When All Else Fails, Target Trans Kids

The NCGOP relives HB2 glory days + local cops use creepy social media scraper tech + Mitch McConnell likes his free speech green + the Senate is the property of Joe Manchin now

Wed., April 7, 2021

A quick story about me going AWOL:

  • I took Good Friday off. Not for religious reasons, Just wanted a long weekend.

  • Sunday, I got my second COVID vaccine. No big deal, right? I felt fine. Went for a hike afterward. Had a bit of a headache. Figured it was the sun. Came home and decided to call it an early night. No newsletter Monday.

  • Woke up Monday. Felt … weird? Not sure how else to describe it. Like a fog had descended over my body. I tried to write, but everything was gibberish. I gave up, took a nap, watched bad TV, and turned in around eight. No newsletter Tuesday.

  • Woke up Tuesday. Felt better! Had a ton of stuff from Monday to catch up on. Didn’t finish it all. Missed a deadline. Banging out this newsletter late at night.

  • Weather: Partly cloudy and hot. High in the mid-80s.

Today’s Quote

Sen. Mitch McConnell, on corporations donating millions of dollars to his political action committee:

  • “That’s fine. It’s legal, it’s appropriate. I support that.”

Sen. Mitch McConnell, on corporations opposing Republican legislation:

  • “From election law to environmentalism to radical social agendas to the Second Amendment, parts of the private sector keep dabbling in behaving like a woke parallel government. Corporations will invite serious consequences if they become a vehicle for far-left mobs to hijack our country from outside the constitutional order.”

Source: CNN


1. NCGOP Wants to Do HB2.0

If Arkansas jumped off the Brooklyn Bridge, would you do it, too? If you’re Sen. Ralph Hise, R-Mitchell, Conservapedia-certified expert on gender dysphoria, the answer, it seems, is sure, why not?

  • On Monday, the day Arkansas’s Republican Gov. Asa Hutchinson vetoed a bill banning gender-affirming treatments for transgender people under age 18, Hise, along with Sens. Warren Daniel and Norman Sanderson, introduced Senate Bill 514, which bans treatments for anyone under 21.

  • Hutchinson’s veto was overridden on Tuesday.

Hise et al. want to make the following illegal:

  • “Performing surgeries that sterilize, including castration, vasectomy, hysterectomy, oophorectomy, metoidioplasty, orchiectomy, penectomy, phalloplasty, and vaginoplasty.

  • Performing a mastectomy.

  • Administering or supplying the following medications that induce transient or permanent infertility:

    • a. Puberty-blocking medication to stop or delay normal puberty.

    • b. Supraphysiologic doses of testosterone or other androgens to members of the female sex.

    • c. Supraphysiologic doses of estrogen or synthetic compounds with estrogenic activity to members of the male sex.

  • Removing any otherwise healthy or nondiseased body part or tissue.”

Violations will mean license forfeiture and a $1,000 fine.

  • While there’s an exception carved out for babies born with sexual abnormalities—i.e., both ovarian and testicular tissue—I don’t see one for other medical reasons.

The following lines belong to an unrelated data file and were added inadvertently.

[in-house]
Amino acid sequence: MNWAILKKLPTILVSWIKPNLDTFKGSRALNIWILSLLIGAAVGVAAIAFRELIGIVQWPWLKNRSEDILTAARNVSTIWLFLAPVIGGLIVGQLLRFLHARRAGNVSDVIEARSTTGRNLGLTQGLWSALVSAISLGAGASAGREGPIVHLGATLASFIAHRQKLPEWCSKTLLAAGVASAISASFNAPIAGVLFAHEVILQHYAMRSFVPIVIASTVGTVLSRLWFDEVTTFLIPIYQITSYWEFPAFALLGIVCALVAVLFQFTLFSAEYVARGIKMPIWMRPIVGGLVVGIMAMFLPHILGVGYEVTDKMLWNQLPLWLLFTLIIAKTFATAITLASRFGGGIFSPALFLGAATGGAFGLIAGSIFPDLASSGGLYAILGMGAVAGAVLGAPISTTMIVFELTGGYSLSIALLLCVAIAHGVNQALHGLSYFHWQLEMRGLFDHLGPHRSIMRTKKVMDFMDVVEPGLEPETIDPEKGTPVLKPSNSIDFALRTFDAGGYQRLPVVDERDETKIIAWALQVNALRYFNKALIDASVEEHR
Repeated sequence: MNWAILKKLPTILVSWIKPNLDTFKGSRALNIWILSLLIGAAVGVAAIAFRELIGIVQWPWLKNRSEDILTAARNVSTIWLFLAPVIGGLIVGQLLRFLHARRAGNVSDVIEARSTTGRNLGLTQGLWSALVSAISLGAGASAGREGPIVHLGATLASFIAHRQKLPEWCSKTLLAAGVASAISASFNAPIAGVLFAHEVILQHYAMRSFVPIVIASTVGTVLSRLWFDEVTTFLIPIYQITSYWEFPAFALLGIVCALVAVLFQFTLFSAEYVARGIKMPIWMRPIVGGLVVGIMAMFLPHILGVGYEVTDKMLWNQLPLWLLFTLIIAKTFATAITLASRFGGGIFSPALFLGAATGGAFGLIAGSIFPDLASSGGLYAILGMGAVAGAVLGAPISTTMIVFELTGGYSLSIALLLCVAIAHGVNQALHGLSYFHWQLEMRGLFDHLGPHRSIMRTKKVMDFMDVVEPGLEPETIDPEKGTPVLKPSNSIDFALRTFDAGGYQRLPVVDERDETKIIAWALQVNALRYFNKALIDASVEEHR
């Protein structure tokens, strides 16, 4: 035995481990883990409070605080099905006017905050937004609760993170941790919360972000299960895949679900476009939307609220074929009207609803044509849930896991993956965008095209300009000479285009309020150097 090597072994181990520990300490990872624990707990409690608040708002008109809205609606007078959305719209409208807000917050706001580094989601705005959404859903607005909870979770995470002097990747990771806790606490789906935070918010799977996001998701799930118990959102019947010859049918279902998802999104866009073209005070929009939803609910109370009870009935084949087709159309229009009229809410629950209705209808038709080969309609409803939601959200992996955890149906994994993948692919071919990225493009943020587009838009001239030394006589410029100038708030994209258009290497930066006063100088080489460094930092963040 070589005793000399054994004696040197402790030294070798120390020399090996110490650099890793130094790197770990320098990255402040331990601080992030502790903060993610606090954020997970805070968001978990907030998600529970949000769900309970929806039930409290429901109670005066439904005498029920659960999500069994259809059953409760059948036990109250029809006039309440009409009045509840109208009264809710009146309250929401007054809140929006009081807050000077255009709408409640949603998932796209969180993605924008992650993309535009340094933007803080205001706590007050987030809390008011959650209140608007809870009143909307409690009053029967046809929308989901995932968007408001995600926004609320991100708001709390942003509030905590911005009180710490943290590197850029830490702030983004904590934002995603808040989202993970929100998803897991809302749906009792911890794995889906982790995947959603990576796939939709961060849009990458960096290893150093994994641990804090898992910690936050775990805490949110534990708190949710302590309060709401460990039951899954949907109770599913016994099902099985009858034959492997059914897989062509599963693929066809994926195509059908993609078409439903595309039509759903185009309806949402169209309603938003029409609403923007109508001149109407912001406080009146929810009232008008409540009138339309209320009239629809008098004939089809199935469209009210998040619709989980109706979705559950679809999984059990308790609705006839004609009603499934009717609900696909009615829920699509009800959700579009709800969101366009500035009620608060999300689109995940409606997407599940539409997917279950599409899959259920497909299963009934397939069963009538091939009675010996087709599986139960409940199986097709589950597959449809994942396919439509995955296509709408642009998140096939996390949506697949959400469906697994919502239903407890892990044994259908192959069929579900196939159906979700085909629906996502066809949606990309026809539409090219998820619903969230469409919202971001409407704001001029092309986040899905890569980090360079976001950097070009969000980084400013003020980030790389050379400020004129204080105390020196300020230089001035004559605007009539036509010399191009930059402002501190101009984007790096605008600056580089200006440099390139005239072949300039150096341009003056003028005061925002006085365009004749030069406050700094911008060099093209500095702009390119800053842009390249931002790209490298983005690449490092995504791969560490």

• Puberty blockers have been around since the 1980s, used when children develop too soon and too fast, a condition called precocious puberty. If your 8-year-old grows a beard, tough luck, I guess.

  • On that note, does this mean a 20-year-old man can’t get a vasectomy? Or a 20-year-old woman can’t get her tubes tied? Those are both methods of sterilization, after all.

Just a thought here, Ralph—do you prefer Dr. Hise?—I don’t mean to dump on your statistics degree or anything, but maybe we should leave these questions to people who know what the hell they’re talking about. Children’s lives are at stake here. Say, for instance, the American Academy of Child & Adolescent Psychiatry:

Variations in gender expression represent normal and expectable dimensions of human development. They are not considered to be pathological. Health promotion for all youth encourages open exploration of all identity issues, including sexual orientation, gender identity, and/or gender expression according to recognized practice guidelines. Research consistently demonstrates that gender-diverse youth who are supported to live and/or explore the gender role that is consistent with their gender identity have better mental health outcomes than those who are not. 

State-based legislation regarding the treatment of transgender youth that directly oppose the evidence-based care recognized by professional societies across multiple disciplines is a serious concern. Many reputable professional organizations, including the American Psychological Association, the American Psychiatric Association, the American Academy of Pediatrics, and the Endocrine Society, which represent tens of thousands of professionals across the United States, recognize natural variations in gender identity and expression and have published clinical guidance that promotes nondiscriminatory, supportive interventions for gender diverse youth based on the current evidence base. These interventions may include, and are not limited to, social gender transition, hormone blocking agents, hormone treatment, and affirmative psychotherapeutic modalities.